Take A Stand Against Stigma

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Take A Stand Against Stigma

Grace Golec, Features Editor

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According to Mental Health America (MHA), “an estimated 54 million Americans suffer from some form of mental disorder in a given year.” This statistic alone does not account for the people who are too ashamed to seek help. If this many people are suffering from mental illness, why are people still so uneducated on the topic?

Mental illness by definition according to MHA is, “A disease that causes mild to severe disturbances in thought and/or behavior, resulting in an inability to cope with life’s ordinary demands and routines.” MHA states that there are more than 200 documented disorders. The most common disorders you could come across are depression, generalized anxiety disorder, obsessive-compulsive disorder, panic disorder, and schizophrenia. While it is common for someone to have a close friend or relative who suffers from one of these disorders, most people are not prepared to deal with the struggles that come with living with a mental disorder, whether they are the ones diagnosed or it is a loved one.

According to the National Alliance on Mental Illness (NAMI), “One in five youth live with a mental health condition, but less than half of these individuals receive needed services. Undiagnosed, untreated or inadequately treated mental health conditions can affect a student’s ability to learn, grow and develop.” Is it the fault of our own ignorance? Is it the fault of schooling? Or the fault of Hollywood’s constant false portrayal of mental disorder?

“People know little about mental disorders and believe the stereotypes are real because of Hollywood,” said, Emilia McQuillan, a Junior at Milford High School, “especially during Halloween when people with mental illnesses are made into crazy serial killers. Now when people think about mental illness they think of mental asylums and straight jackets.” Just as McQuillan stated, poor portrayals of mental illness and its treatment pervades so much of the media we consume, and you might not even notice it.

One movie, “Silver Linings Playbook,” features a man who suffers from bipolar disorder. Although the director had the best intentions, a disorder can not be ¨cured” with a little bit of love as is portrayed in the film. A more severe example would be “The Visit.” Although the idea of asylum patients escaping and portraying someone’s grandparents is scary and would draw anyone in, “The Visit” wrongly represents psychiatric patients. When we use mental illness to explain a villain’s motive, we harm the perception of mental illness as a whole. It instills a false sense of fear of mental illness into people. If the media continues to perpetuate mental illness as dangerous, people are going to continue to be less willing to seek help.

Stereotypes formed by movies or society in general are dangerous. They create false interpretations for disorders that students will face in their life. One of the most common stereotypes, as shown in “Silver Linings Playbook”, is that a disorder can be ¨cured¨ if a person just chooses to be happy or socializes more. Although there are treatments for most disorders, most of these treatments are prescribed by your doctor or therapy. Telling a person to “just be happy” or that they are only doing it for ¨attention¨ will not fix anything but make it worse. The best thing you can do for someone is to be there for them. The amount of youth dealing with mental illness are suspected to be on the lower side because people are afraid to seek help. If students make it a goal to become more educated and more open minded towards mental illness, it could create an environment where people are more comfortable talking about their struggles.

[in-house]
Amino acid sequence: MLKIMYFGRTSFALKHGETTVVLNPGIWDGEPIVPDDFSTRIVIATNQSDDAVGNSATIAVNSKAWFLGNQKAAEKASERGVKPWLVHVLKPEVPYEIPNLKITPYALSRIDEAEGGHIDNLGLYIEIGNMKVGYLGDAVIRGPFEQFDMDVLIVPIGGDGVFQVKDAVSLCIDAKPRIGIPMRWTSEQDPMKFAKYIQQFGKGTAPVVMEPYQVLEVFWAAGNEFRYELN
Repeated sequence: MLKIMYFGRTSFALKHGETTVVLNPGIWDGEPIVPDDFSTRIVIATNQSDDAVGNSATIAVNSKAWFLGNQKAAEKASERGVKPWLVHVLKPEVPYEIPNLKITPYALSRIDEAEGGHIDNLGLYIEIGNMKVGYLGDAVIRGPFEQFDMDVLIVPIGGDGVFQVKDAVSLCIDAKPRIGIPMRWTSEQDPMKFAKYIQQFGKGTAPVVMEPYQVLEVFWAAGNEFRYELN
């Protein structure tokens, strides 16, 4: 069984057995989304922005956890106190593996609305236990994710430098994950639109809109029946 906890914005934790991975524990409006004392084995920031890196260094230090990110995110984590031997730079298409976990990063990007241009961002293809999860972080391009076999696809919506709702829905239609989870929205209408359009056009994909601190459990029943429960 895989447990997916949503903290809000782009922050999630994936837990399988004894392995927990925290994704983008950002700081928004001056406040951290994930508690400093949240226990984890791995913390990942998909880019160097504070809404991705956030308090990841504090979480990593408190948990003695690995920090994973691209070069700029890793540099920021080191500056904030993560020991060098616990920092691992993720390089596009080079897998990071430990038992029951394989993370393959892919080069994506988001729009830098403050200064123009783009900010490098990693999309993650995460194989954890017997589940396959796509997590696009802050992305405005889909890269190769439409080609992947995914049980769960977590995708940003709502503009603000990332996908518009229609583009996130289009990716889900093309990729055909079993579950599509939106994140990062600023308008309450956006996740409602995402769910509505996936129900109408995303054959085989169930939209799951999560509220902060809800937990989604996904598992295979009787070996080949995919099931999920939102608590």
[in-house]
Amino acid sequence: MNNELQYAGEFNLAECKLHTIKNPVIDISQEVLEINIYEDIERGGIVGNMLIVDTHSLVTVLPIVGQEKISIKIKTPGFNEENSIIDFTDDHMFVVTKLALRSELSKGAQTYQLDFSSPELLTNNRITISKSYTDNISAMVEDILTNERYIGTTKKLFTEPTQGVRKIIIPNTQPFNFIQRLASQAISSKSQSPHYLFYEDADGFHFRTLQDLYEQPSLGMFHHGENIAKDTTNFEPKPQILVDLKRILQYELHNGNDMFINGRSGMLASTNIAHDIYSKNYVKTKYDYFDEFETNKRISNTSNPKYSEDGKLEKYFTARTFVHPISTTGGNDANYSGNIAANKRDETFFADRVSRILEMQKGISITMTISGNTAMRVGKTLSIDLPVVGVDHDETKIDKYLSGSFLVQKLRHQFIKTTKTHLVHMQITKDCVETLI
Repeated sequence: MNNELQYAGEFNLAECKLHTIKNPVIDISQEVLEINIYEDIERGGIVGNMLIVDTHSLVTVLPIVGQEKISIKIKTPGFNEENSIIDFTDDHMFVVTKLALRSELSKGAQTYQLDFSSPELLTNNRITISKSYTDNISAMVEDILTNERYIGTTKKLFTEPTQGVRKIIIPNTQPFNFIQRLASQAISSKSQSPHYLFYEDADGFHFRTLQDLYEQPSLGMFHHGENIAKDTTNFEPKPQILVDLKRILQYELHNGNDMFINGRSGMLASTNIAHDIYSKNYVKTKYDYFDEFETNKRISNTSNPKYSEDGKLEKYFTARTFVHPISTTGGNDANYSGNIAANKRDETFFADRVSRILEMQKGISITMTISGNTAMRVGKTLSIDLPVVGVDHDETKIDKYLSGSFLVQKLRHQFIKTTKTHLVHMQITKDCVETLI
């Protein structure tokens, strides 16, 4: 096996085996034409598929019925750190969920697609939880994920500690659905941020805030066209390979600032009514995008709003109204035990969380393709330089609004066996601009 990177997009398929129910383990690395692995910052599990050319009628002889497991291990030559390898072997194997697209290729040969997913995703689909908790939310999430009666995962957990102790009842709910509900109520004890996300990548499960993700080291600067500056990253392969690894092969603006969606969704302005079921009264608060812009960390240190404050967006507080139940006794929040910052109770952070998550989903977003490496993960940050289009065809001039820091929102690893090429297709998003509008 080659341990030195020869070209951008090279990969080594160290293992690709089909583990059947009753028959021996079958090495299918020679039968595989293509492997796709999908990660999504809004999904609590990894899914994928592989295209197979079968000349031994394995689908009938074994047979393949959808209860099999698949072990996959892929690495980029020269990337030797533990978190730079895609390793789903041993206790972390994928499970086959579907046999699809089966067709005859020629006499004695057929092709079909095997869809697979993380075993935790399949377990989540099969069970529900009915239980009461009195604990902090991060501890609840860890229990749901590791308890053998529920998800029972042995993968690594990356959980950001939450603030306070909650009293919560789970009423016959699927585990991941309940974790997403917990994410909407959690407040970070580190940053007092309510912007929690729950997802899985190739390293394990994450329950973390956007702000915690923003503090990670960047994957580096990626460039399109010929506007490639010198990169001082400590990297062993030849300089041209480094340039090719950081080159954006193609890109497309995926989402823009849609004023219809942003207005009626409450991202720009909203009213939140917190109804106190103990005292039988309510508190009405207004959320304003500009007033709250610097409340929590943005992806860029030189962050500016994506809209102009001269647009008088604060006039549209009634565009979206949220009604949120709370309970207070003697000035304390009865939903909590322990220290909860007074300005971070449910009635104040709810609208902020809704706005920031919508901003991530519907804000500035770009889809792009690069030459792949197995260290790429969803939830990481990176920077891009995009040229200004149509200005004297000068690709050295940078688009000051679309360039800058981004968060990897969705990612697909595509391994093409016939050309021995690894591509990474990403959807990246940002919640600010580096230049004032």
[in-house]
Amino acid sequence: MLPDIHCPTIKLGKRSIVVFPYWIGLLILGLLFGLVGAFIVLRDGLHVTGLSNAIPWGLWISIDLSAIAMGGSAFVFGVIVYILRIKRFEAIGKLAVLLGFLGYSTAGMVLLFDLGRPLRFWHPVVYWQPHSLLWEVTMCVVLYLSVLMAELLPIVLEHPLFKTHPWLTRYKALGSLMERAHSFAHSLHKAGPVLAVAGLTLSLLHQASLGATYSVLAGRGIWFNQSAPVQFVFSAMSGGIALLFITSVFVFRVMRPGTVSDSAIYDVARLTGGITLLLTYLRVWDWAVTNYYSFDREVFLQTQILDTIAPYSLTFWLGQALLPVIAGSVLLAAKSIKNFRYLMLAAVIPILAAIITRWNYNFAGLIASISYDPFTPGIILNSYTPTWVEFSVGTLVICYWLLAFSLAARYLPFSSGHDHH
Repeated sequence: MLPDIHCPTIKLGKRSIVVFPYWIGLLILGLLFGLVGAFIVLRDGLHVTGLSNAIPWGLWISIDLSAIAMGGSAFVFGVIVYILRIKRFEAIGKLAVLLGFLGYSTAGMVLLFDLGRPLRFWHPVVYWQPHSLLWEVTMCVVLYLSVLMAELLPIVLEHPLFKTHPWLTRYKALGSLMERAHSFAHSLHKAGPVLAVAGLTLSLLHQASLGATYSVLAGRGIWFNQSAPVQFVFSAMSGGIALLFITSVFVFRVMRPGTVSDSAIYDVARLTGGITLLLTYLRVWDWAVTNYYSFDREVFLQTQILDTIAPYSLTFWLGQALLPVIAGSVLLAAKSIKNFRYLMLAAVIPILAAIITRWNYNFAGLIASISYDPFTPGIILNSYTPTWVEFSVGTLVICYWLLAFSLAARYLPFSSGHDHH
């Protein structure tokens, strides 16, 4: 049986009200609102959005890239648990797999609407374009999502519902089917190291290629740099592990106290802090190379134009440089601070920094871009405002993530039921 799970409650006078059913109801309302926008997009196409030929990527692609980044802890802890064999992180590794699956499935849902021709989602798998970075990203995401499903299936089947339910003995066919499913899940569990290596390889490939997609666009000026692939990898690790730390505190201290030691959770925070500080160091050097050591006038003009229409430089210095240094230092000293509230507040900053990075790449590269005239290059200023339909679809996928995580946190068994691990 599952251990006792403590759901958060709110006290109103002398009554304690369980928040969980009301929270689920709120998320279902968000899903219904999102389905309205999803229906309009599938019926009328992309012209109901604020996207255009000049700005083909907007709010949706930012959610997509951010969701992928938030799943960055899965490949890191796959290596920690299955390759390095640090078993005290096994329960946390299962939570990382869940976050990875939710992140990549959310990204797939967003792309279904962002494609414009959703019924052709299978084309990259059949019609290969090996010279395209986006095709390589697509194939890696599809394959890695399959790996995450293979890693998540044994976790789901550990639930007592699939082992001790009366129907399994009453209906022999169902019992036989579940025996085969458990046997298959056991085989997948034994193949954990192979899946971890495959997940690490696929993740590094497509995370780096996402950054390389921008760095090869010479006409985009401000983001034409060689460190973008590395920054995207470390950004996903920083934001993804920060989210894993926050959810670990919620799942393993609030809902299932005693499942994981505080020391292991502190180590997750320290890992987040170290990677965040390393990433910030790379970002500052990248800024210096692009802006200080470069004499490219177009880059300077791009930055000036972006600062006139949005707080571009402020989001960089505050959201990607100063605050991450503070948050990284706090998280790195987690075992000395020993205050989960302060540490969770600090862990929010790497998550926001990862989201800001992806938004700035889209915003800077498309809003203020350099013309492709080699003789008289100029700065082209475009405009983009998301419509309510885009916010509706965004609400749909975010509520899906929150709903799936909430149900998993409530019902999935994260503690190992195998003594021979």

People base their knowledge of mental health on what they see in movies and what they hear from other students because otherwise most, but not all, people are severely uneducated. In school they recognize the importance of physical education, a class that is required for most students to take, but fail to recognize the importance of mental health education.

    At Milford High School our student services staff make it a goal of theirs to make students more aware. Milford High School’s student social worker, Mrs. Kerr, on the topic of Milford High’s mental health education says, ¨I think we can always use more; that certainly is a major goal of this hallway (student services) to promote awareness.” For the past five years Milford High School has brought in speaker Jeff Edwards to talk on the subject of suicide and mental illness and he’s had a lasting effect on many students. Kerr said that they are hoping to bring in another speaker in the winter to further bring awareness to Milford High School.

According to MHA in the years 2011 to 2014, the amount of youth with severe depression increased from 8.5 percent to 11.1 percent and even with severe depression, 80 percent are left with no or insufficient treatment. We live in a day in age where people are still left untreated and unprepared in the face of mental disorders. As a society it is our duty to not leave those struggling alone and helpless, but to make their health just as important and accepted as one’s physical health. Kerr had the perfect advice for someone who knows someone who is struggling or may be dealing with a mental health issue. “Feel free to ask for help if you need it, and be supportive of other students who may need counseling.” It’s time we take a stand together against the stigma and bias of mental illness.